pexels-photo-226579It becomes easier to focus on the mission and the steps that you need to advance your nonprofit forward when you set goals. However, to reach your target, you need to create not just any goal, but the right types of goals. If your organisation has been seemingly spinning its wheels and not making much progress, it may be because you’re not setting the bar in the right way. The following strategies will help you to define your objectives to boost productivity and improve your team’s morale as well!

What is a SMART Goal?

SMART is an acronym for the five traits that each of your nonprofit’s targets should share to make them easier to define and achieve. For a goal to be considered SMART, it must be: Specific, Measurable, Attainable, Relevant and Time-Bound.

Putting SMART Goals Into Practice.

Distilling the features of smart goals into five intentions isn’t enough to bring clarity, focus and motivation to your team. You need to understand the underlying principle of each term, as well as how each of these qualities can be best applied to your work.

Be Specific. Rather than being ambiguous, set clearly defined goals. For example, when setting your nonprofit’s fundraising goals, you will want to focus on a target demographic. Pinpoint the exact results that you want to achieve for your target group rather than creating a lofty, or vague goal such as raising more money than you did last year.

Can it be Measured? A smart goal is also one where you can measure your progress, and know whether you’ve reached your target. For example, you should decide, at the outset, how much money you wish to raise during your next campaign, what specific tools you will use to measure your progress, and what benchmarks or milestones you hope to reach as your campaign progresses. This will help ensure you are on the right track or if you need to change something about your approach to improve your performance.

Set Attainable, Realistic Goals. While it is important to encourage your team to reach just outside of their comfort zone, you still want to set goals that can be reached given the right tools, talent and effort. Goals that are either too easily obtained or impossible to achieve, weaken morale, discourage cooperation and stifle creativity. To illustrate this point, when creating the budget for your next fundraiser, you want to look back at past performance. Consider whether there were any changes in circumstances that might make it more difficult to achieve your targets before you set your goals and plan your expenditures for your next campaign.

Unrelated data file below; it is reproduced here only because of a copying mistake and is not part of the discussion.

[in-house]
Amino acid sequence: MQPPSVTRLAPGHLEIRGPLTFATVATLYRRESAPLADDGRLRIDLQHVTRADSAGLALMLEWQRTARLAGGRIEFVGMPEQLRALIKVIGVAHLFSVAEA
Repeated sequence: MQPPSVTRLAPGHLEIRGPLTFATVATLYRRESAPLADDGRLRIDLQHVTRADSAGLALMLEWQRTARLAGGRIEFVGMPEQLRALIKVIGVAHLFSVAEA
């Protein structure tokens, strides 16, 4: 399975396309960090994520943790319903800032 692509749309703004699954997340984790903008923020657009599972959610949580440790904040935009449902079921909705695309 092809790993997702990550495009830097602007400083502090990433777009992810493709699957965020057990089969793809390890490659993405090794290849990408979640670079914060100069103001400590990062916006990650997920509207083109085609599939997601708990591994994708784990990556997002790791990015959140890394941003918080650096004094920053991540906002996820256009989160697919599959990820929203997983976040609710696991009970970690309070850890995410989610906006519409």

How Do Your Goals Relate to Your Overall Mission and Values? Ultimately, no matter the size or scope of a goal, it should remain consistent with your organisation’s culture. When your NFP’s goals point toward your mission, you will begin to fill your team with a sense of purpose. You can then harness this energy to help carry your organisation forward. It’s easy to tell when a goal doesn’t point towards your NFP’s core mission, as communication and cooperation tend to break down in this scenario, decreasing efficiency. Help your team, and other supporters to be aware of just how each task and goal form an integral part of the bigger picture. When you are setting your fundraising objectives, ask your team to envision just who benefits from the campaign, and how this helps advance your cause.

Set a Time Limit to Achieve the Goal. Finally, smart goals are bound by a specific time frame or deadline, rather than continuing into perpetuity. Setting a time limit creates a sense of urgency and encourages everyone involved to keep their focus on the mission. This “eye on the prize” scenario allows you to use this sense of purpose to propel the mission forward! If your fundraising campaign nears the deadline and you are still a long way from reaching key benchmarks, tweak your campaign and step up your game to achieve your specific target!